Who's Going Broke? Comparing Growth in Healthcare Costs in Ten OECD Countries
Government healthcare expenditures have been growing much more rapidly than GDP in OECD countries. For example, between 1970 and 2002 these expenditures grew 2.3 times faster than GDP in the U.S., 2.0 times faster than GDP in Germany, and 1.4 times faster than GDP in Japan.
How much of government healthcare expenditure growth is due to demographic change and how much is due to increases in benefit levels; i.e., in healthcare expenditures per beneficiary at a given age? This paper answers this question for ten OECD countries -- Australia, Austria, Canada, Germany, Japan, Norway, Spain, Sweden, the UK, and the U.S. Specifically, the paper decomposes the 1970-2002 growth in each countrys healthcare expenditures into growth in benefit levels and changes in demographics.
Growth in real benefit levels has been remarkably high and explains the lions share 89 percent of overall healthcare spending growth in the ten countries. Norway, Spain, and the U.S. recorded the highest annual benefit growth rates. Norways rate averaged 5.04 percent per year. Spain and the U.S. were close behind with rates of 4.63 percent and 4.61 percent, respectively.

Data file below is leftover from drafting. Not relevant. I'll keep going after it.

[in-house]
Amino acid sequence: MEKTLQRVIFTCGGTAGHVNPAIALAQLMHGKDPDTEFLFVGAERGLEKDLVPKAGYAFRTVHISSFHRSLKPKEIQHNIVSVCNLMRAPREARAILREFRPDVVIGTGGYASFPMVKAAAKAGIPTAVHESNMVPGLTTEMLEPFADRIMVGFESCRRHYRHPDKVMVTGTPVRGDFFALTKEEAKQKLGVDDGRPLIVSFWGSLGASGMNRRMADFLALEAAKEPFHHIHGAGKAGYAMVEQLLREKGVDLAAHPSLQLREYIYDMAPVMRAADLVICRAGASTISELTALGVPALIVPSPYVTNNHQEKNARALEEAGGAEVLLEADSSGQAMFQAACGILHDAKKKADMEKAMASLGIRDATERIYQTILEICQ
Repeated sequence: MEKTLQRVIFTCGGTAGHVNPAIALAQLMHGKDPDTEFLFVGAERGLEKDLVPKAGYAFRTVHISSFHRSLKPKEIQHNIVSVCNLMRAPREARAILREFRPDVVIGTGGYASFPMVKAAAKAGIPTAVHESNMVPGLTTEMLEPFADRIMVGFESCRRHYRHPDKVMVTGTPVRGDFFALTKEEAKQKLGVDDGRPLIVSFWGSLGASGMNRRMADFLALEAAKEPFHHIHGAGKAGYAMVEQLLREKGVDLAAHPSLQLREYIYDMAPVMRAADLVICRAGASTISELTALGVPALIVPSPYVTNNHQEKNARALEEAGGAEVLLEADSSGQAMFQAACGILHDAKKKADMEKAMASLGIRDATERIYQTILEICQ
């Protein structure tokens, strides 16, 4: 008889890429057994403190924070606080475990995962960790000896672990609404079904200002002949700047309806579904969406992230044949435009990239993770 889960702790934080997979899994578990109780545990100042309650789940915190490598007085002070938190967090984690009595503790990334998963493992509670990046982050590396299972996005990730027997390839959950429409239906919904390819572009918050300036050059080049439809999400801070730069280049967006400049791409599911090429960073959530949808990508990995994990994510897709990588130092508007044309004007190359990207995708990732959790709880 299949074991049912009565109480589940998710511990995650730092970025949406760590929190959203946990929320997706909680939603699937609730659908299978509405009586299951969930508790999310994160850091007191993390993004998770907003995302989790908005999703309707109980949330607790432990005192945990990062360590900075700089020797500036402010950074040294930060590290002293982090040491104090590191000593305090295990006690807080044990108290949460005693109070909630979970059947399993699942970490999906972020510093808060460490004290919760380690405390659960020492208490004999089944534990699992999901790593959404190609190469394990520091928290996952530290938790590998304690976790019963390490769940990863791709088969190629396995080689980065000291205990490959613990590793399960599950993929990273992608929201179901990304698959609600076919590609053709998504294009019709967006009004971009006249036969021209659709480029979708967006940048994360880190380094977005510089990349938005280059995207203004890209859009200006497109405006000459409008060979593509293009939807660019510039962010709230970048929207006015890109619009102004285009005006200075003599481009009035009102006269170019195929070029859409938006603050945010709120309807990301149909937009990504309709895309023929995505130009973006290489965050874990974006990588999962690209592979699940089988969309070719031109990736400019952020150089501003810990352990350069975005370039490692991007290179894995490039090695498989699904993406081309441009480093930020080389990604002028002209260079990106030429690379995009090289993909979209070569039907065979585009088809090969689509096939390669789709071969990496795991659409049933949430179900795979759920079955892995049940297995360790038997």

Allowing benefit levels to continue to grow at historic rates is fraught with danger given the impending retirement of the baby boom generation. In Japan, for example, maintaining its 1970-2002 benefit growth rate of 3.57 percent for the next 40 years and letting benefits grow thereafter only with labor productivity entails present value healthcare expenditures close to 12 percent of the present value of GDP. By comparison, Japans government is now spending only 6.7 percent of Japans current output on healthcare.
In the U.S., government healthcare spending now totals 6.6 percent of GDP. But if the U.S. lets benefits grow for the next four decades at past rates, it will end up spending almost 18 percent of its future GDP on healthcare. The difference between the Japanese 12 percent and U.S. 18 percent figures is remarkable given that Japan is already much older than the U.S. and will age more rapidly in the coming decades.
Although healthcare spending is growing at unsustainable rates in most, if not all, OECD countries, the U.S. appears least able to control its benefit growth due to the nature of its fee-for-service healthcare payment system. Consequently, the U.S. may well be in the worst long-term fiscal shape of any OECD country even though it is now and will remain very young compared to the majority of its fellow OECD members.
Published: Christian Hagist & Laurence J. Kotlikoff, 2009. "Whoâ€™s going broke? Comparing growth in Public healthcare expenditure in Ten OECD Countries," Hacienda PÃºblica EspaÃ±ola, IEF, vol. 188(1), pages 55-72, March.
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